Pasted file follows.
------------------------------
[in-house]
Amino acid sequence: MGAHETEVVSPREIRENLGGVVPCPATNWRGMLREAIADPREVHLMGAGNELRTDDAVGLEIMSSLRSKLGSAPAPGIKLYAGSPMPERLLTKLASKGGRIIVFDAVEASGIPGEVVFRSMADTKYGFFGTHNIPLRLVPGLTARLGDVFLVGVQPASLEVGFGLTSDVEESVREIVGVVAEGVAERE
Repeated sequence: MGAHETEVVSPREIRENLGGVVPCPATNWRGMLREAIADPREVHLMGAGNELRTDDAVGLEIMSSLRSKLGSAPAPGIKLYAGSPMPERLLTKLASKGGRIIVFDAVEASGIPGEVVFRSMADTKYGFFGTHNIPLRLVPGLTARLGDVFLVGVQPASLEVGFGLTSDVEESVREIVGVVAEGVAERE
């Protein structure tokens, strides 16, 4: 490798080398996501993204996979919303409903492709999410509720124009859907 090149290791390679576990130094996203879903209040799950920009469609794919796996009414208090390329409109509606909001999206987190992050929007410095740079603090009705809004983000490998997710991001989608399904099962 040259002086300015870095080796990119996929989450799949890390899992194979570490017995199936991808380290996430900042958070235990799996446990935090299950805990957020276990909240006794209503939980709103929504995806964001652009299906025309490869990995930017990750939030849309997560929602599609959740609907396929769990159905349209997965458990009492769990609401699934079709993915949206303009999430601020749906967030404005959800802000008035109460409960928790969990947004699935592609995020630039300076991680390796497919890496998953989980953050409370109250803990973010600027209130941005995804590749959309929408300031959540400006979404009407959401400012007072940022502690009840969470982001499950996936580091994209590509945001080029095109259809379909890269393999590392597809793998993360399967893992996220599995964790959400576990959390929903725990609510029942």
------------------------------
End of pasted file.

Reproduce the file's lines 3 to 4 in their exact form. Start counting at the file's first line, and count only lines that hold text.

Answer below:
Repeated sequence: MGAHETEVVSPREIRENLGGVVPCPATNWRGMLREAIADPREVHLMGAGNELRTDDAVGLEIMSSLRSKLGSAPAPGIKLYAGSPMPERLLTKLASKGGRIIVFDAVEASGIPGEVVFRSMADTKYGFFGTHNIPLRLVPGLTARLGDVFLVGVQPASLEVGFGLTSDVEESVREIVGVVAEGVAERE
């Protein structure tokens, strides 16, 4: 490798080398996501993204996979919303409903492709999410509720124009859907 090149290791390679576990130094996203879903209040799950920009469609794919796996009414208090390329409109509606909001999206987190992050929007410095740079603090009705809004983000490998997710991001989608399904099962 040259002086300015870095080796990119996929989450799949890390899992194979570490017995199936991808380290996430900042958070235990799996446990935090299950805990957020276990909240006794209503939980709103929504995806964001652009299906025309490869990995930017990750939030849309997560929602599609959740609907396929769990159905349209997965458990009492769990609401699934079709993915949206303009999430601020749906967030404005959800802000008035109460409960928790969990947004699935592609995020630039300076991680390796497919890496998953989980953050409370109250803990973010600027209130941005995804590749959309929408300031959540400006979404009407959401400012007072940022502690009840969470982001499950996936580091994209590509945001080029095109259809379909890269393999590392597809793998993360399967893992996220599995964790959400576990959390929903725990609510029942």